When you need to apply for probate – and why
If you’ve written your will and appointed an executor, it’s a good idea to also understand how probate works to help make sure there’s no loose ends when it comes to the distribution of your estate. If your estate includes valuable assets such as property and shares, your executor may need a grant of probate to access these assets.
Applying for a grant of probate can be complicated so you may want to take some precautions beforehand to make sure things run smoothly for your loved ones after you’re gone.
Haven’t written your will?
If you haven’t written your will, it’s a good idea to do so as soon as possible. People who pass and haven’t left a will are said to have died ‘intestate’. This means your next of kin has to apply to become administrator of your estate and then distribute it according to the rules of intestacy, which vary from state to state - NSW, QLD, WA, VIC, TAS, NT, SA. And if you don’t have any relatives, your estate may go to the government.
To help ensure your wishes are carried out and avoid the possibility of disagreements and uncertainty after you leave, write your will and appoint an executor. If you don’t appoint an executor, then your next of kin will need to apply for a letter of administration before they can investigate whether or not they need a grant of probate to distribute your estate. That can take time and may involve unnecessary hurdles. Best to iron out as many possible hindrances as you can, when you can.
What exactly is probate?
Probate refers to the process undertaken when an executor has to apply to the Supreme Court for a document – a grant of probate – that confirms your will is valid and that the executor is legally permitted to distribute your estate. Simply put, a grant of probate confirms that your will has been proven and registered in the Supreme Court.
Financial institutions and other asset holders, such as nursing homes holding funds, may require a grant of probate to release shares, accounts and funds to anyone other than joint account holders. However, it’s important to know beforehand whether that may be the case, because if a grant of probate isn’t needed it can save a lot of unnecessary paperwork.
Can applying for a grant of probate be bypassed?
The quick answer is yes, though this will depend on how much you plan and organise your affairs before you pass. Typically, there are 3 situations which may require a grant of probate. Take a look at each and think about what you may be able to put in place to circumvent any issues that could arise.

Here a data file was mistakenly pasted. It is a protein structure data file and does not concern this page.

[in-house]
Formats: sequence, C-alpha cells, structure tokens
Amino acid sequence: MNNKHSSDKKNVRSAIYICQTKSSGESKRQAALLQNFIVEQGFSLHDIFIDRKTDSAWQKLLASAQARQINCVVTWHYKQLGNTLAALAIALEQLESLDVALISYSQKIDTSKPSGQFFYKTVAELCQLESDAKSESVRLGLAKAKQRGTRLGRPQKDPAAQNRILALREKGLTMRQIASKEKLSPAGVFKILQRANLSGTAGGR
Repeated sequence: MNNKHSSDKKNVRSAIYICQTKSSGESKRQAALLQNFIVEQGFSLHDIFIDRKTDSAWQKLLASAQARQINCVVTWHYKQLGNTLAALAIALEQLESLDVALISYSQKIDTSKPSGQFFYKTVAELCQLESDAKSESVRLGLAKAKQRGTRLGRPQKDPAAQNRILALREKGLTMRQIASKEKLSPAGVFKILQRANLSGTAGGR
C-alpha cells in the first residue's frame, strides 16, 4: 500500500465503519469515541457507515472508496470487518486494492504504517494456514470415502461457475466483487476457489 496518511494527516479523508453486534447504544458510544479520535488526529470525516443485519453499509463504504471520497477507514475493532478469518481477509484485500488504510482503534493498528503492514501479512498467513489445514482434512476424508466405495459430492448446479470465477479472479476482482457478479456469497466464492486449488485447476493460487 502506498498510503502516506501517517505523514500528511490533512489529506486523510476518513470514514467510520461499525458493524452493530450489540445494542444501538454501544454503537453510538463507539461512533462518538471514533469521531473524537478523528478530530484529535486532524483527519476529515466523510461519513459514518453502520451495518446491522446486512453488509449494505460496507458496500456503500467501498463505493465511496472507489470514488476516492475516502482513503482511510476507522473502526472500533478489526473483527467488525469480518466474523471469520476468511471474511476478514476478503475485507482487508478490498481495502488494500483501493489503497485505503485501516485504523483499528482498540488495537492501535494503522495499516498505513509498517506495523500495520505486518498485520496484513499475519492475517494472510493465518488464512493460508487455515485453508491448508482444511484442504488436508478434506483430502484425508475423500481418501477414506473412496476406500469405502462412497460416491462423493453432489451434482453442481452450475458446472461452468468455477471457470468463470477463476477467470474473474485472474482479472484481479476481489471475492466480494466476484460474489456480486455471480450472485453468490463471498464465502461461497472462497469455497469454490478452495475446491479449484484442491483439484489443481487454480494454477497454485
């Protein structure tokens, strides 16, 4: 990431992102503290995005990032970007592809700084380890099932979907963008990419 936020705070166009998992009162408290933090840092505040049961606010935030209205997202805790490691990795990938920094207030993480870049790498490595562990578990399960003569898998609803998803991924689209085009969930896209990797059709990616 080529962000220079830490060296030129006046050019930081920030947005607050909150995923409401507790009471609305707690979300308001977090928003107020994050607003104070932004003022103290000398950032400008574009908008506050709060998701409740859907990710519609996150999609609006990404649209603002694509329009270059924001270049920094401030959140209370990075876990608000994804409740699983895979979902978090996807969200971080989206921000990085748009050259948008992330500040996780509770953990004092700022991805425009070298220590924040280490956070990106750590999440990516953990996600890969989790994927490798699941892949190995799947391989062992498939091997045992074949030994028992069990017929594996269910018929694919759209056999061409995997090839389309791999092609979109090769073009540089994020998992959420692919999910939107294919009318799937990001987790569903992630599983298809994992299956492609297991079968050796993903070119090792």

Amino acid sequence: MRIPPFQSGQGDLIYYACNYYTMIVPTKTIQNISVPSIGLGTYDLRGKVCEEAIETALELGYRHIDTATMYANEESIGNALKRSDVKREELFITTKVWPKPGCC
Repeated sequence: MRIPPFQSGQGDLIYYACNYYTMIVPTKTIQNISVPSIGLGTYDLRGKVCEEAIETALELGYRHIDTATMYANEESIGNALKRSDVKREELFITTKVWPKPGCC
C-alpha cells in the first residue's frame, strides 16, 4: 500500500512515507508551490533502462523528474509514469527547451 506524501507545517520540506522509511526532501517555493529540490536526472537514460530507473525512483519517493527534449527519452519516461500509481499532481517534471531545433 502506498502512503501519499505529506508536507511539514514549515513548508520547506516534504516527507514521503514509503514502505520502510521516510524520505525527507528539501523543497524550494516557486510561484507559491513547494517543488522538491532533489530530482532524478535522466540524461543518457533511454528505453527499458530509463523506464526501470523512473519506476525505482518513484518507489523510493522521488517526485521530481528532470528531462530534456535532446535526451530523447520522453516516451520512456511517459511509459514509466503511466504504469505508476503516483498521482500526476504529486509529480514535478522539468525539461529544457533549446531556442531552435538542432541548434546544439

- You have assets held in a number of institutions (banks and company shares) that are 1) not jointly owned and 2) worth more than the minimum amount set by the asset holder to release without a grant of probate. It’s a good idea to contact each institution and ask what the rules are as they do vary. Then you can act accordingly.
- You have property that is not jointly owned. Seek legal advice about the steps you can take to ensure joint tenancy. However, if your property is jointly owned, then it’s likely to simply pass onto the other owner.
- Your will is contested. If disputes do arise around your will, then a grant of probate can be helpful to establish that the will as valid.
Who can apply for probate?
As you know, you can’t control every eventuality in life and it may well be that a grant of probate is exactly what is needed to best carry out the wishes of your will. Be aware that only the executor of the will can apply for probate. However, they can do it in one of 3 ways. If they feel confident, they can simply go ahead and do it without any assistance. Otherwise, if they’re not quite sure about what is involved, they may want to do it through a solicitor or a trustee company. Mistakes in an application may extend and complicate the process so it’s best to be sure of what’s what before an application is made.
What do you need to apply for probate – and how long can approval take?
Before applying for probate, it’s good to have the documentation together in the one place: the current and original will, the original death certificate and any papers that detail the assets. Then the person applying can head to the website of the Supreme Court in the relevant state or territory to download the application form - NSW, QLD, WA, VIC, TAS, NT, SA. Once completed, they’re ready to submit to the court, when a lodgement fee will also need to be paid. Most websites will include helpful information on what a probate is and how long it takes to approve, which will vary from state to state. In New South Wales for example, it can take up to 20 working days to process an application – and complex applications may need more time, while in Victoria it can take several weeks for an application to be approved. When applying for probate your loved one can do so themselves or through a third party, such as a lawyer or trustee company.
Do life insurance claims need a grant of probate?
If you’ve nominated a beneficiary for your life insurance policy, a grant of probate shouldn’t be needed. The claim can be processed and paid directly to the beneficiary. So, it’s a good idea to check to make sure you have named someone as life insurance isn’t automatically part of your estate. And if the money can be accessed relatively quickly without the need for a grant of probate, it can be used to cover any financial loss that might arise when you pass such as medical expenses or debts. A beneficiary may also be able to receive an advance while the claim is processed.
If you don’t have life insurance, you may want to consider funeral insurance, which can help your family pay for end-of-life expenses and reduce any unnecessary hardship. They can then get on with the things that matter most at such a meaningful time.
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